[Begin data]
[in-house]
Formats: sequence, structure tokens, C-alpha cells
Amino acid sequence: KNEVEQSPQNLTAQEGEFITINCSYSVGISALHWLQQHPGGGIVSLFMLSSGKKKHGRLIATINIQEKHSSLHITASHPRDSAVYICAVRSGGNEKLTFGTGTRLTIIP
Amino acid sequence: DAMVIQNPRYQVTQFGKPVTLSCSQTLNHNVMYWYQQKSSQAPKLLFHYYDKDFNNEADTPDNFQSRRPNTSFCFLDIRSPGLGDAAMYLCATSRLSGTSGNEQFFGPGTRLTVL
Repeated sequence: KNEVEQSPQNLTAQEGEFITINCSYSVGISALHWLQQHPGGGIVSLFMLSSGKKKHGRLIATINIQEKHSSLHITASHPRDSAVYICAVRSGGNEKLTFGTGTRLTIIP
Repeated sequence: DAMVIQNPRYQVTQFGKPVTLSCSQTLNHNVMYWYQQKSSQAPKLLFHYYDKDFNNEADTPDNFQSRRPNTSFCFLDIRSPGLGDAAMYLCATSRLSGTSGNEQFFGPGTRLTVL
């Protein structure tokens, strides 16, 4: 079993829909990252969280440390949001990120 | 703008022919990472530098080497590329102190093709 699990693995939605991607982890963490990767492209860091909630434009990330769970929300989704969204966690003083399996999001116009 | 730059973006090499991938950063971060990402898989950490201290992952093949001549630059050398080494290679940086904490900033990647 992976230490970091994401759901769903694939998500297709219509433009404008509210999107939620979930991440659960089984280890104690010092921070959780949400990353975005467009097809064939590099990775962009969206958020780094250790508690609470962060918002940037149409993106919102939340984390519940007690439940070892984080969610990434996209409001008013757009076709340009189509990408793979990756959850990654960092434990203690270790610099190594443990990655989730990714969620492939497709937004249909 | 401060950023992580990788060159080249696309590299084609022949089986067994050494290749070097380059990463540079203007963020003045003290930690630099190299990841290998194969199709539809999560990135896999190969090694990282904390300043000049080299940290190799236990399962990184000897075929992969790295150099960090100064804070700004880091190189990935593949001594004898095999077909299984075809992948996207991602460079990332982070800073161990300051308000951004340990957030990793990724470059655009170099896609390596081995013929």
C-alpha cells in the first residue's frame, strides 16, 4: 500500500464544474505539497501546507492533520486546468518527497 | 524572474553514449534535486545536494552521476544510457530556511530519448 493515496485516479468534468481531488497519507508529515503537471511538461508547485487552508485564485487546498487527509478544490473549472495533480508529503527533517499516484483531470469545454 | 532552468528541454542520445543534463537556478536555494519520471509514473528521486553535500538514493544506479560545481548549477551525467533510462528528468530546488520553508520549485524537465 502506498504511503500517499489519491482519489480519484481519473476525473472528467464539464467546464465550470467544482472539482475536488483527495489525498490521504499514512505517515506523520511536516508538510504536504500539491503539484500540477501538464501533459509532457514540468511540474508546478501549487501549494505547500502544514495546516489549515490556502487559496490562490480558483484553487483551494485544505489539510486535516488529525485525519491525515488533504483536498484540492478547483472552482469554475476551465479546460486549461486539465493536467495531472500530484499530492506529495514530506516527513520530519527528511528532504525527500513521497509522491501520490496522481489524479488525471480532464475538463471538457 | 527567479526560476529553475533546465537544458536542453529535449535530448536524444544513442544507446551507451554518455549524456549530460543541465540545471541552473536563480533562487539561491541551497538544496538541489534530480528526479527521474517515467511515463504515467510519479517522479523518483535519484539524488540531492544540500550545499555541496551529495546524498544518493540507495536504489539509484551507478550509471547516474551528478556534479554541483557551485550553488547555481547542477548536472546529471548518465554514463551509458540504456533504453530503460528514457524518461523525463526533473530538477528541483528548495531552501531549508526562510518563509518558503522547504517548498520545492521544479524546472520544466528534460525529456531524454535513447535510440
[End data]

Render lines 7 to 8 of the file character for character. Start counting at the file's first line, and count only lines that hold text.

């Protein structure tokens, strides 16, 4: 079993829909990252969280440390949001990120 | 703008022919990472530098080497590329102190093709 699990693995939605991607982890963490990767492209860091909630434009990330769970929300989704969204966690003083399996999001116009 | 730059973006090499991938950063971060990402898989950490201290992952093949001549630059050398080494290679940086904490900033990647 992976230490970091994401759901769903694939998500297709219509433009404008509210999107939620979930991440659960089984280890104690010092921070959780949400990353975005467009097809064939590099990775962009969206958020780094250790508690609470962060918002940037149409993106919102939340984390519940007690439940070892984080969610990434996209409001008013757009076709340009189509990408793979990756959850990654960092434990203690270790610099190594443990990655989730990714969620492939497709937004249909 | 401060950023992580990788060159080249696309590299084609022949089986067994050494290749070097380059990463540079203007963020003045003290930690630099190299990841290998194969199709539809999560990135896999190969090694990282904390300043000049080299940290190799236990399962990184000897075929992969790295150099960090100064804070700004880091190189990935593949001594004898095999077909299984075809992948996207991602460079990332982070800073161990300051308000951004340990957030990793990724470059655009170099896609390596081995013929």
C-alpha cells in the first residue's frame, strides 16, 4: 500500500464544474505539497501546507492533520486546468518527497 | 524572474553514449534535486545536494552521476544510457530556511530519448 493515496485516479468534468481531488497519507508529515503537471511538461508547485487552508485564485487546498487527509478544490473549472495533480508529503527533517499516484483531470469545454 | 532552468528541454542520445543534463537556478536555494519520471509514473528521486553535500538514493544506479560545481548549477551525467533510462528528468530546488520553508520549485524537465 502506498504511503500517499489519491482519489480519484481519473476525473472528467464539464467546464465550470467544482472539482475536488483527495489525498490521504499514512505517515506523520511536516508538510504536504500539491503539484500540477501538464501533459509532457514540468511540474508546478501549487501549494505547500502544514495546516489549515490556502487559496490562490480558483484553487483551494485544505489539510486535516488529525485525519491525515488533504483536498484540492478547483472552482469554475476551465479546460486549461486539465493536467495531472500530484499530492506529495514530506516527513520530519527528511528532504525527500513521497509522491501520490496522481489524479488525471480532464475538463471538457 | 527567479526560476529553475533546465537544458536542453529535449535530448536524444544513442544507446551507451554518455549524456549530460543541465540545471541552473536563480533562487539561491541551497538544496538541489534530480528526479527521474517515467511515463504515467510519479517522479523518483535519484539524488540531492544540500550545499555541496551529495546524498544518493540507495536504489539509484551507478550509471547516474551528478556534479554541483557551485550553488547555481547542477548536472546529471548518465554514463551509458540504456533504453530503460528514457524518461523525463526533473530538477528541483528548495531552501531549508526562510518563509518558503522547504517548498520545492521544479524546472520544466528534460525529456531524454535513447535510440